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Snub Nose Velocity Test

This is a discussion on Snub Nose Velocity Test within the Range Reports forums, part of the Firearm Forum category; This was really interesting. A couple of guys set up a Chronograph and did a Velocity Test on two Snub Nose Revolvers. Ruger SP-101 2.25 ...


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Old January 15th, 2011, 01:25 PM   #1
 
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Snub Nose Velocity Test

This was really interesting.
A couple of guys set up a Chronograph and did a Velocity Test on two Snub Nose Revolvers.

Ruger SP-101
2.25 inch barrel
.357 Magnum

S&W Model 442
1.875 inch barrel
Rated for +P loads

They used a variety of different kinds of ammunition for this test.



(The Burp Velocity was kinda funny.... )


EDIT TO ADD:
Here is the information from the YouTube page....
Quote:
Overall the % loss in energy with the SP-101 was 27.7%
Overall the % loss in energy with the Model 442 was 26.2%

These percentage losses are from factory stated velocities compared to our chronograph data. Most Factory .357 and 38 Spl loads are tested out of a 4 inch barrel.

Let it not be said that you don't get any benefit from a .357 Mag out of a snubnose revolver...just compare the two in the video. These benefits; however, do come at a price and that is more muzzle flash and bang, and greater recoil, that can result in slower follow up shots.

I was not surprised that the 110gr Winchesters were slightly anemic out of the snubby. This is based off of testing I'd done previously. I was however very surprised that the 158gr Speer's didn't perform as well. I had come to the assumption that the heavier bullets would maintain more energy out of the shorter barrel. In fact it lost 37% energy which was the highest percentage loss in the test. The Remington 125gr .357s performed pretty well and are typically bargained price, and should probably be high on the list for carry loads (although I do like the bonded bullet construction of the Speer's round more).

I want to get my hands on some of Speer's short barrel ammo to test in the future
To the Mod Staff:
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Last edited by Dood; January 15th, 2011 at 01:30 PM.
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Old January 24th, 2011, 06:38 AM   #2
 
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That chrono seemed to be set up quite a ways from the shooting point. Is that typical? How close do you actually have one of those when officially measuring "muzzle" velocity?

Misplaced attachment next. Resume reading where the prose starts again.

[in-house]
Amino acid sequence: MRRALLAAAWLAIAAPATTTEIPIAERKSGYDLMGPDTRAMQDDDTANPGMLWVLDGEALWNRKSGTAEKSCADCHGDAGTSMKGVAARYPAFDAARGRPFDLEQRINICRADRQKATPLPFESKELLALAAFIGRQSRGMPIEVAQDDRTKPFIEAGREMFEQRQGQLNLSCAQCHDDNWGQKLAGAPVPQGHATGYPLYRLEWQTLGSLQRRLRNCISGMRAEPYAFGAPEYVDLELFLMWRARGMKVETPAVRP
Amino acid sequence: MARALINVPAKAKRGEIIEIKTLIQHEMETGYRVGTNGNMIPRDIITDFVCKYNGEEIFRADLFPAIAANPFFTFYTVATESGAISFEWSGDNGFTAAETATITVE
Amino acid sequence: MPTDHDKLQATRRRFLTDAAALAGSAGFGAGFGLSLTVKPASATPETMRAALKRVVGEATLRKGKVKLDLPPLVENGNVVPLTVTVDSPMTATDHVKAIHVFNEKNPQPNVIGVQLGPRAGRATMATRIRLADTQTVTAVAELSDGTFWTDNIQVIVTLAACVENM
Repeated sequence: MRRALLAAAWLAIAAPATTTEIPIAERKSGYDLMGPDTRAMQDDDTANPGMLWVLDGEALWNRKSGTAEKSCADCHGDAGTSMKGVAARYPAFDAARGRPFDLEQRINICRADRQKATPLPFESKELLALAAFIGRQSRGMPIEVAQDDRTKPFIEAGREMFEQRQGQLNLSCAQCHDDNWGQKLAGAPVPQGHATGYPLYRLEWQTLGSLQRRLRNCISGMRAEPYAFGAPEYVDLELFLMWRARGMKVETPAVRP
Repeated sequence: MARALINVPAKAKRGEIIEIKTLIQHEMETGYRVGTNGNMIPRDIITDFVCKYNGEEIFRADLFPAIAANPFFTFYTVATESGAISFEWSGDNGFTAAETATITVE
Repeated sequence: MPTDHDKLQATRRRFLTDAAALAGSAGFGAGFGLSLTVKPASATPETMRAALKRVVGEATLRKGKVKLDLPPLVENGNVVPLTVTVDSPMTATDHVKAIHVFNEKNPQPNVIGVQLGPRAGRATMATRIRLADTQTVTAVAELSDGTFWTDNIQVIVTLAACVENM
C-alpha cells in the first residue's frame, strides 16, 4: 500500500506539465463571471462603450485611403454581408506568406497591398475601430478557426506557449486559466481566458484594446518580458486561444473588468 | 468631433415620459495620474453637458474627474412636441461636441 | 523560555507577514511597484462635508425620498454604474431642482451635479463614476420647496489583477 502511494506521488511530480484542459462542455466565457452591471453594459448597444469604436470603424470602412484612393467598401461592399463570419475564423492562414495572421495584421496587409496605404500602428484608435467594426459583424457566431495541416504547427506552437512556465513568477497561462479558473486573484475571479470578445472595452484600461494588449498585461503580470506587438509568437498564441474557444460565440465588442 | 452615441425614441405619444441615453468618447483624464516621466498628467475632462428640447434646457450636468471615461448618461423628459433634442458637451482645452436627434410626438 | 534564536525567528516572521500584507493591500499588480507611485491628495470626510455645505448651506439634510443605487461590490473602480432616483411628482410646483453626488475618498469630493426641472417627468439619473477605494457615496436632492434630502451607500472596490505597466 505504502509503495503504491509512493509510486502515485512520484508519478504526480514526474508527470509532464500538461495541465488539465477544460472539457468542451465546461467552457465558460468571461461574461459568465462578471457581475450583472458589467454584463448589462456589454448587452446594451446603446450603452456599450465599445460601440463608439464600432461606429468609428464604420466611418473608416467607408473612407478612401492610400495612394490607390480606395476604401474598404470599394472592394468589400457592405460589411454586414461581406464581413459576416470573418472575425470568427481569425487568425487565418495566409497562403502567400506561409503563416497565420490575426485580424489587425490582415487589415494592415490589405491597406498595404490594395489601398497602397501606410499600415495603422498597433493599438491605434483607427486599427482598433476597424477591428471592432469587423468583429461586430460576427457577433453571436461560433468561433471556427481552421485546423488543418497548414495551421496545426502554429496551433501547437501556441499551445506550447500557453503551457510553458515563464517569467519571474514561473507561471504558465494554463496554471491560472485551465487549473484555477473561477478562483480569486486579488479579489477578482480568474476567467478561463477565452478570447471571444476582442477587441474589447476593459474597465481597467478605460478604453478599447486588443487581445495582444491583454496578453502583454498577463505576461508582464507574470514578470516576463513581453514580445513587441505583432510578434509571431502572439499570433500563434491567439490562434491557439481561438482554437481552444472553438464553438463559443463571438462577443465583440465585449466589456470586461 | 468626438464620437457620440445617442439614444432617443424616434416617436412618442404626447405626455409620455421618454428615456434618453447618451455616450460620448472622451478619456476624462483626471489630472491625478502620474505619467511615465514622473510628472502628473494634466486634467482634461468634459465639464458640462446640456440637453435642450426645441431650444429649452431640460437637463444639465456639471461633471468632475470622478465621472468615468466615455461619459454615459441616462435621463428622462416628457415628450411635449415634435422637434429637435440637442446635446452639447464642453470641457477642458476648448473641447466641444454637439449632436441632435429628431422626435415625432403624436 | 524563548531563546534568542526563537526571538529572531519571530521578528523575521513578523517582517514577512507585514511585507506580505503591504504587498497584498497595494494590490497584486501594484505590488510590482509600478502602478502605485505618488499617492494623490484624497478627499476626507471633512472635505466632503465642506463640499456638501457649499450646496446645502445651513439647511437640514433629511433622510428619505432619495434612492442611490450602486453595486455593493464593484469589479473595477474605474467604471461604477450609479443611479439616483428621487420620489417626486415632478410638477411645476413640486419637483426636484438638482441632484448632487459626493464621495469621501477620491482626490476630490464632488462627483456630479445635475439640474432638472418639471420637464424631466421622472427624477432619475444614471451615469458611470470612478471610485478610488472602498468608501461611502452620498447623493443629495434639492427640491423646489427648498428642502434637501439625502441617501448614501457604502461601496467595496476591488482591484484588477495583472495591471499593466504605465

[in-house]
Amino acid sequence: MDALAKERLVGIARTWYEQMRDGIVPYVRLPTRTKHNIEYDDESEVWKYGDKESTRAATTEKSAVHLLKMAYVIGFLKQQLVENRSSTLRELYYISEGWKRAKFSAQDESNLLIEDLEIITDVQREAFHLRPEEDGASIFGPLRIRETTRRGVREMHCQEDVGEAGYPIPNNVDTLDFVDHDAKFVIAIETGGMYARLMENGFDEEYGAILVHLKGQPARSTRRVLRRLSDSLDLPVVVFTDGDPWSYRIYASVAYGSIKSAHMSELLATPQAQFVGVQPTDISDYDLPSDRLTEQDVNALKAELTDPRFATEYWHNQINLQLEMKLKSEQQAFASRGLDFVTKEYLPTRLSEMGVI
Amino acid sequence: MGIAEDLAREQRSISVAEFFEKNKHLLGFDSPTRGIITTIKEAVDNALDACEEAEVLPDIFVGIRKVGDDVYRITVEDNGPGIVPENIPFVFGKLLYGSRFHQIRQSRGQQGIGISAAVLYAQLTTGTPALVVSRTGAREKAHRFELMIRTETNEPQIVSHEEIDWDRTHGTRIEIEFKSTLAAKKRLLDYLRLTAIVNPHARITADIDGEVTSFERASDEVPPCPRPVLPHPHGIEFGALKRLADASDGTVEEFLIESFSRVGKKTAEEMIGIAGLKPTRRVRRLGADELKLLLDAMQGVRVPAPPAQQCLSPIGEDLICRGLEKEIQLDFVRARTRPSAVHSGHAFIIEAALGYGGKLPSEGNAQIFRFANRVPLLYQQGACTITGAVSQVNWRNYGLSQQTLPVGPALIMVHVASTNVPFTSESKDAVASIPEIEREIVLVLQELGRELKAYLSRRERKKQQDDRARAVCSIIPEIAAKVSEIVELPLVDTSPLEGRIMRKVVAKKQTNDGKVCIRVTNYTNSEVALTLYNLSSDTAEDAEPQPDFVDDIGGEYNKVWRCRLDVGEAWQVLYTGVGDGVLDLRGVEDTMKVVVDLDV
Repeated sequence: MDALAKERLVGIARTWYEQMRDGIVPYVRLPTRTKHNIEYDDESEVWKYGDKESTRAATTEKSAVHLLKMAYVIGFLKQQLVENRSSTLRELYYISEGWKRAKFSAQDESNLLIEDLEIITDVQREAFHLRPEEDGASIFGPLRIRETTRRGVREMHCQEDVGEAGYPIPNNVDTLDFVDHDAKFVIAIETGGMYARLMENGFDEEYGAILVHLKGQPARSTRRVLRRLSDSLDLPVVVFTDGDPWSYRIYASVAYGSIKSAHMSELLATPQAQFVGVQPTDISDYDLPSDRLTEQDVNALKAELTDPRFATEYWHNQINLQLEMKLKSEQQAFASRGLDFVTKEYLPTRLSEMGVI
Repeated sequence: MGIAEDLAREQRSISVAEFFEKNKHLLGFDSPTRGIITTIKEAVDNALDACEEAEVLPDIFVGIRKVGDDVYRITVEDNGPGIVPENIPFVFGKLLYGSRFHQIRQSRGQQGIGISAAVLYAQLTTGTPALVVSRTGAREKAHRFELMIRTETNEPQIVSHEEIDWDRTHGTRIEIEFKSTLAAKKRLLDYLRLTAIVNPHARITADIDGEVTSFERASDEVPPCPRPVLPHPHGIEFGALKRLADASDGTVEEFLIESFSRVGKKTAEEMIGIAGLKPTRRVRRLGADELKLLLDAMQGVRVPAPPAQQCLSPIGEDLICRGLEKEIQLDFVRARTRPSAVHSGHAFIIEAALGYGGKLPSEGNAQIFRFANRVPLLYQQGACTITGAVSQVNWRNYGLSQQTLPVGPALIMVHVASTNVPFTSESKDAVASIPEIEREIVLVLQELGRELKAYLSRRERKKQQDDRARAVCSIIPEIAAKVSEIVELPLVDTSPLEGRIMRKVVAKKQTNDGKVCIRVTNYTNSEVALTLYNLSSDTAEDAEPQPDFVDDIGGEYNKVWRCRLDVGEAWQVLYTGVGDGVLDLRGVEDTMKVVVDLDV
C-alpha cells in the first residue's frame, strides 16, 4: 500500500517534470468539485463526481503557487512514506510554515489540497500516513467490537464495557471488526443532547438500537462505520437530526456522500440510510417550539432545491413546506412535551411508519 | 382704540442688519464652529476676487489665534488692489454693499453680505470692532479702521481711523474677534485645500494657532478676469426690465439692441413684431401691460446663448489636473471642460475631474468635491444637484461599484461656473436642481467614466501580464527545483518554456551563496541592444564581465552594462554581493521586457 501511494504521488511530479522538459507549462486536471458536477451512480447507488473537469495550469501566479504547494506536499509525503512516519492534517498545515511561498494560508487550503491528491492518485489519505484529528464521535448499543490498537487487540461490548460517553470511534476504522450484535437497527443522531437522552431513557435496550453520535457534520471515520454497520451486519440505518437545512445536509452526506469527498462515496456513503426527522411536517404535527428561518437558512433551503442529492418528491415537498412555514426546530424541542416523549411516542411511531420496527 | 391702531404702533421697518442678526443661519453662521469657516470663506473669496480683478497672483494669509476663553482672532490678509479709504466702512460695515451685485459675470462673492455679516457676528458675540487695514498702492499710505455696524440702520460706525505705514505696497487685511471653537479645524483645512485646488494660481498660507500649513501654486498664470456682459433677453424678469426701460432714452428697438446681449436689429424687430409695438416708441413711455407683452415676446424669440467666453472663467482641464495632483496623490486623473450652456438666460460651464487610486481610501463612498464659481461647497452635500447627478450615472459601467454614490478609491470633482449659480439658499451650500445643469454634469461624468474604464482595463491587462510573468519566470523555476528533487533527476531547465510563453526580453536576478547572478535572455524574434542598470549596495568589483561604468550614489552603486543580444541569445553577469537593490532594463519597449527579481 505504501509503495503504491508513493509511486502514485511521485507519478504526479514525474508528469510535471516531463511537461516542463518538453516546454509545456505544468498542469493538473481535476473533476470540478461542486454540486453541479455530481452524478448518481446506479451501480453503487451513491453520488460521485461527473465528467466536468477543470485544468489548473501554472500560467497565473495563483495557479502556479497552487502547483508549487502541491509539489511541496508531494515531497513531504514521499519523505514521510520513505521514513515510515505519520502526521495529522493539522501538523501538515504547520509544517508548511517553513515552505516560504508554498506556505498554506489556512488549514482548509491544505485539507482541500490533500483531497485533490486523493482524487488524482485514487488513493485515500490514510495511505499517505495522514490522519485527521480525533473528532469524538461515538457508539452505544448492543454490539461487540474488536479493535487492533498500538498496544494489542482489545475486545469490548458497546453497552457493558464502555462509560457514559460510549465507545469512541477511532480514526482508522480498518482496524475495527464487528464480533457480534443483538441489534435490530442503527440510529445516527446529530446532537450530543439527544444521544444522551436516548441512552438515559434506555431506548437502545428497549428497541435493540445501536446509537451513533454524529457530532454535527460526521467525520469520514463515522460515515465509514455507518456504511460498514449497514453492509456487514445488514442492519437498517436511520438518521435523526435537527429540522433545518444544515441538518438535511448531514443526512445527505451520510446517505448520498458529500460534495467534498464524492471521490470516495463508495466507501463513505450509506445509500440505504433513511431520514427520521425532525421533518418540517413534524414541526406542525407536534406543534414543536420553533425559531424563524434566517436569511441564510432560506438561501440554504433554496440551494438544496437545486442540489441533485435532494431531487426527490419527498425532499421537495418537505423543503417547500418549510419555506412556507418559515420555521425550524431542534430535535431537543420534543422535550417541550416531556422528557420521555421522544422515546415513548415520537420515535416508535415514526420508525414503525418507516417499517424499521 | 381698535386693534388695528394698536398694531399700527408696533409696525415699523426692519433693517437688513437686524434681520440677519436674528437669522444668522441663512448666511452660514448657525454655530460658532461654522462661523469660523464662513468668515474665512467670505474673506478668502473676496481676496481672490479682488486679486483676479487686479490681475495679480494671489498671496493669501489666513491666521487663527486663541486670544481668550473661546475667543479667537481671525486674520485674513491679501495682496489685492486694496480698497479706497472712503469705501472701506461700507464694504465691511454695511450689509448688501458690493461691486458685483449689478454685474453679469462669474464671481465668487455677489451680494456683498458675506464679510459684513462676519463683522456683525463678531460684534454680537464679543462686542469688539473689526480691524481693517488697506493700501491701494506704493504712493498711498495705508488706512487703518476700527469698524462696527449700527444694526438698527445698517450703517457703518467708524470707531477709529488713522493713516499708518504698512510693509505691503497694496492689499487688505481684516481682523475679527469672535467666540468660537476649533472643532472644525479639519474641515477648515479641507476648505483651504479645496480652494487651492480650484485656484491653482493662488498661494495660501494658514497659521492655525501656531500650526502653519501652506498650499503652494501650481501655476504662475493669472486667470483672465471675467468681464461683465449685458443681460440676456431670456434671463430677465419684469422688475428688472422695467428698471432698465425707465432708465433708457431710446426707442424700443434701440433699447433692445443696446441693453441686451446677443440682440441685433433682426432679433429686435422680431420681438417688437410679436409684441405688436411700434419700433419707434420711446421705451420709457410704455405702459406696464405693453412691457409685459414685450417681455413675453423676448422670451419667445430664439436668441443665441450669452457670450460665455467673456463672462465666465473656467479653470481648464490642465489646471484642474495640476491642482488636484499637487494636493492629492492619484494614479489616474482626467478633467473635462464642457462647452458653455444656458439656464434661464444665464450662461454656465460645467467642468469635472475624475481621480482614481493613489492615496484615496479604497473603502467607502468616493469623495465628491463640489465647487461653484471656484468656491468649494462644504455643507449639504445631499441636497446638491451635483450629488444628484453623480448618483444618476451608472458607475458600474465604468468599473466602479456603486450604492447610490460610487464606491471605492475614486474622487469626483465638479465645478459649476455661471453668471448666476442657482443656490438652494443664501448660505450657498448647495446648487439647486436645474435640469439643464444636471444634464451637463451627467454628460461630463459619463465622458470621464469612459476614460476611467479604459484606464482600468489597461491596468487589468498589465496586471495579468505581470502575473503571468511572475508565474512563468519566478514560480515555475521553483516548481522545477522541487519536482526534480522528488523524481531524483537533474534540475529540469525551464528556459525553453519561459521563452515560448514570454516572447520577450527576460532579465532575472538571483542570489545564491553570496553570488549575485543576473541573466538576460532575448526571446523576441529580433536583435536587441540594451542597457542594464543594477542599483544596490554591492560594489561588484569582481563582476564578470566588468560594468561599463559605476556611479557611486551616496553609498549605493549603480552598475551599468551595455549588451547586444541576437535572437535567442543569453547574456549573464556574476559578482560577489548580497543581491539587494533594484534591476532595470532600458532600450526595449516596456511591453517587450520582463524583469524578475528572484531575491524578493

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Old January 24th, 2011, 07:58 AM   #3
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WheelyGuy, 10~12 feet from the muzzle is recommended. The reason .... when you fire a round, the velocity of burning gas is around 6000 fps. A plume of gas will exit the muzzle and quickly pass the bullet then peter out. If the muzzle is too close, the chronograph will try to measure the gas plume and get a grossly incorrect reading.

In the video, they got several "no data" conditions .... probably because they were shooting too high over the sensors. This happens to me a lot because I'm always afraid I'll blast the chronograph. I have the same exact Oehler chronograph and because it has two sets of sensors, it always compares both readings and displays the result. You either get a very accurate reading or you get a "no data" reading.
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Old January 24th, 2011, 11:35 AM   #4
 
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@Iowegan...
If you do not mind since I know you have posted that your are busy and have some health issues to take care of....
My question is: What your thoughts are on this guy's results with the higher end ammo?
I think he said the Gold Dot did not have the velocity that the manufacturers claimed it has.
(Something like that... )
Was this a 'Fair Test' from your experience?
Thanks for any and all replies...I will fully understand if you are to busy.

I was hoping this guy (or someone) would do a test with handgun type ammo.
I know this guy said he was going to do that at some point...
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Old January 24th, 2011, 12:59 PM   #5
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Dood, Very few factory loads will actually reach "advertised velocity" unless you have a longer barrel. You may have noticed ... both test guns have pretty short barrels (2.25" and 1.875") so I would not expect velocity to be near as high as advertised. Yes, I think the tests were done fairly and are meaningful except "energy" is not a realistic statistic, rather "momentum" paints a better picture of effectiveness. Simply stated, momentum is velocity times bullet weight. There is energy & momentum chart in the Library as well as a "sticky" at the top of the reloading section.

Here's a QuickLOAD chart I had saved on Photobucket that may help explain why velocituies were so low in the above test. The red line and red numbers are for chamber pressure so don't worry about them. What we want to look at is the blue line and corresponding blue numbers at the right of the chart in respect to the black number at the bottom, which indicate barrel length. With this particular load, velocity is only 625 fps from a 2" barrel. At 3 inches, it increases to 775 fps and at 4", it hits about 825 fps. After 4", the bullet will continue to gain speed but at a much lower rate per inch of barrel.


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Old May 16th, 2016, 10:50 AM   #6
 
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Just wonder is the remington 110 gr sjhp are good out of a LCR .357 for self defense? I just wanna be confident if my life were ever in danger someday while carrying i wanna be well prepared not ill prepared.
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Old May 16th, 2016, 01:33 PM   #7
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TXDMERC, The 110gr factory loads are OK for self defense but 125~130gr JHPs are much better.